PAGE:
WHAT BRINGS PAUL to make such a claim? The event of Jesus Christ. God’s love for us. God, who is love, comes to us in love through his Son, Jesus Christ. He loves us with sacrificial love. He calls us to love him and each other with this same love. This then has to be embodied in community.

    All we have to sustain us is love. Without love, it does not matter what budgets we have. Without love it doesn’t matter how nice our buildings are. Our vision for the church. Our mission strategies are irrelevant without love. We may pursue various forms of spirituality, or proper doctrine, or activism in the name of justice. However, in our pursuit of these otherwise fine things, we must not forget that the church is called to be a community that practices love. Love for people inside the church. Love for people outside the church. Love for people with whom we disagree. Love for people who irritate us to no end.

     † † † 

    IT IS IN THE DIFFICULT REALITIES of relationships and communities that love needs to be lived out in costly ways. That’s what life is all about: love.

    It’s about love, love, love. From the moment you are born until the moment you die; and every second and every minute and every hour and every day and every month and every year and every decade, the purpose of life is God giving you and me the time to learn how to love as God loves. The purpose of time, of every moment and every day and every year is that God is teaching us what it means to be truly loving people. That’s what it is all about. That is what it has always been about. That’s the greatest gift, directly from the heart of God.

    — Keith Cardwell   

    «The purpose of life is God giving you and me
    the time to learn how to love as God loves.
    »

    Scripture for the day

    1 Corinthians 13:1–13
    Holy Bible, New International Version


    13 If I speak in the tongues[a] of men or of angels, but do not have love, I am only a resounding gong or a clanging cymbal. 2 If I have the gift of prophecy and can fathom all mysteries and all knowledge, and if I have a faith that can move mountains, but do not have love, I am nothing. 3 If I give all I possess to the poor and give over my body to hardship that I may boast,[b] but do not have love, I gain nothing.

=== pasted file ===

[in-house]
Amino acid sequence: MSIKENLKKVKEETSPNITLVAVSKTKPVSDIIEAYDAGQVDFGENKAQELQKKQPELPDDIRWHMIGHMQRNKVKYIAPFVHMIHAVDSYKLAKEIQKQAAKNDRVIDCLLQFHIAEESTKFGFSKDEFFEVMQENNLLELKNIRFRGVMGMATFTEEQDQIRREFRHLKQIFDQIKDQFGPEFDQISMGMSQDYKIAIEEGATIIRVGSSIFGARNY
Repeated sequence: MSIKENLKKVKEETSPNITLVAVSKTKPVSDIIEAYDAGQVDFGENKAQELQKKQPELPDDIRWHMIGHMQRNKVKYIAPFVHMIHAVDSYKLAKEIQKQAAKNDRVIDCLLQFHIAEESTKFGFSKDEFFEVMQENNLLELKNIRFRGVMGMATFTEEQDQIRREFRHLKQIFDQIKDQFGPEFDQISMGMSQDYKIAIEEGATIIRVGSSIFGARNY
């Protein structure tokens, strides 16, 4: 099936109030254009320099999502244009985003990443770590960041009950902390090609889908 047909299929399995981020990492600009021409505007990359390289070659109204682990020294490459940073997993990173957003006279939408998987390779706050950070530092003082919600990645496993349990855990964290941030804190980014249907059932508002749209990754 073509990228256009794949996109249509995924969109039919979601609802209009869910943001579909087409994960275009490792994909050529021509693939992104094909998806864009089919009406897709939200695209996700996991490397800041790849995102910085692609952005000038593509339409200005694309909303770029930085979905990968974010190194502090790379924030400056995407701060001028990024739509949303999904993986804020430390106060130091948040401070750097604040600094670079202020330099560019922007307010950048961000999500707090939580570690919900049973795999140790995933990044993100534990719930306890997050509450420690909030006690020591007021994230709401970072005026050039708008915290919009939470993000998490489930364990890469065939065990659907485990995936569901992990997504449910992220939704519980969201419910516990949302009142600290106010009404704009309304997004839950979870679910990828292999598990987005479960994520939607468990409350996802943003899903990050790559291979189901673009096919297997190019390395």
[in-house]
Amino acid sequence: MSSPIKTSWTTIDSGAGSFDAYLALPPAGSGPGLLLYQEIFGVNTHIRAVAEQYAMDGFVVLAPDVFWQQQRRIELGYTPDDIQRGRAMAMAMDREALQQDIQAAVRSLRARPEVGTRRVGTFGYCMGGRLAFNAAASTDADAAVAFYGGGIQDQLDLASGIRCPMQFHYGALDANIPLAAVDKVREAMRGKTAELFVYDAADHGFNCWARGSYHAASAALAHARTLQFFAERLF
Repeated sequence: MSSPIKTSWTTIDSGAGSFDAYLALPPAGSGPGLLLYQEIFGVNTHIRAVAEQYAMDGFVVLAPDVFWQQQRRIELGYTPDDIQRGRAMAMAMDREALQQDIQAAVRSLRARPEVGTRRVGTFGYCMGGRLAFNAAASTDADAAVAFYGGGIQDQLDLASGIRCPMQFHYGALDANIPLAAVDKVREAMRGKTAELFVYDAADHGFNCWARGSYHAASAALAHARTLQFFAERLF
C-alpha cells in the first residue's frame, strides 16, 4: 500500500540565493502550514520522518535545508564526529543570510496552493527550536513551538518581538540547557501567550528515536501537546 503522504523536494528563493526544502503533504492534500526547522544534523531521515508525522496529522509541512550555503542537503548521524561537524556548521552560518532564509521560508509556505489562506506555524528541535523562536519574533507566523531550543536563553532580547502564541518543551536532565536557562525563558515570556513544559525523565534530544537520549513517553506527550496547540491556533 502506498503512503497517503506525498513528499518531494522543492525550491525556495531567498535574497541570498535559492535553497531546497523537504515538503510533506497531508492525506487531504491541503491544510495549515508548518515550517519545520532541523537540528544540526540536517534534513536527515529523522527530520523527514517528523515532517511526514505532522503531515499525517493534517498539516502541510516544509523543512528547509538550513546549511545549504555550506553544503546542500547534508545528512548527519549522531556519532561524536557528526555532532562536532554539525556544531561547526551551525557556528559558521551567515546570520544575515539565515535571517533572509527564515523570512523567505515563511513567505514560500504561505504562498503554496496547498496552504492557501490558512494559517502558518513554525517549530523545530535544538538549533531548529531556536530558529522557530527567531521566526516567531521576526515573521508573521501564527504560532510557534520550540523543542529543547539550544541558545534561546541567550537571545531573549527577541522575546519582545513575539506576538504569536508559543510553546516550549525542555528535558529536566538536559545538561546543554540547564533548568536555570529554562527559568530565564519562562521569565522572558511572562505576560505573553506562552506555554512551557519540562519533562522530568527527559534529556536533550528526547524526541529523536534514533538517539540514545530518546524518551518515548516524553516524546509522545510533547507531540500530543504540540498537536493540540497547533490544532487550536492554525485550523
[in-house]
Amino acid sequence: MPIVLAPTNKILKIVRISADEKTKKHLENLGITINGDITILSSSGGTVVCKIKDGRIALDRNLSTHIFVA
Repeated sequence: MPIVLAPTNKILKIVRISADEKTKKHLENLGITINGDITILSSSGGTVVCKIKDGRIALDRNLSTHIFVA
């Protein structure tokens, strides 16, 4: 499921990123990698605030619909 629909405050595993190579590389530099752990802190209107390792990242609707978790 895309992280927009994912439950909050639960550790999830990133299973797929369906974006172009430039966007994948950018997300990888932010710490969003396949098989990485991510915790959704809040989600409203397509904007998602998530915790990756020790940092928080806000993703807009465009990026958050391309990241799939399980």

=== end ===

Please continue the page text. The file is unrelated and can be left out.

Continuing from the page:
4 Love is patient, love is kind. It does not envy, it does not boast, it is not proud. 5 It does not dishonor others, it is not self-seeking, it is not easily angered, it keeps no record of wrongs. 6 Love does not delight in evil but rejoices with the truth. 7 It always protects, always trusts, always hopes, always perseveres.

    8 Love never fails. But where there are prophecies, they will cease; where there are tongues, they will be stilled; where there is knowledge, it will pass away. 9 For we know in part and we prophesy in part, 10 but when completeness comes, what is in part disappears. 11 When I was a child, I talked like a child, I thought like a child, I reasoned like a child. When I became a man, I put the ways of childhood behind me. 12 For now we see only a reflection as in a mirror; then we shall see face to face. Now I know in part; then I shall know fully, even as I am fully known.

    13 And now these three remain: faith, hope and love. But the greatest of these is love.

    — The Word of God for the people of God.
    — Thanks be to God.


    Footnotes:

    a. Corinthians 13:1  Or languages
    b. Corinthians 13:3  Some manuscripts body to the flames


    More sermon texts from Swift Presbyterian Church:

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    23208 Swift Church Road
    Foley, AL 36535
    Phone: (251) 943-8367
    email: swiftpc@gulftel.com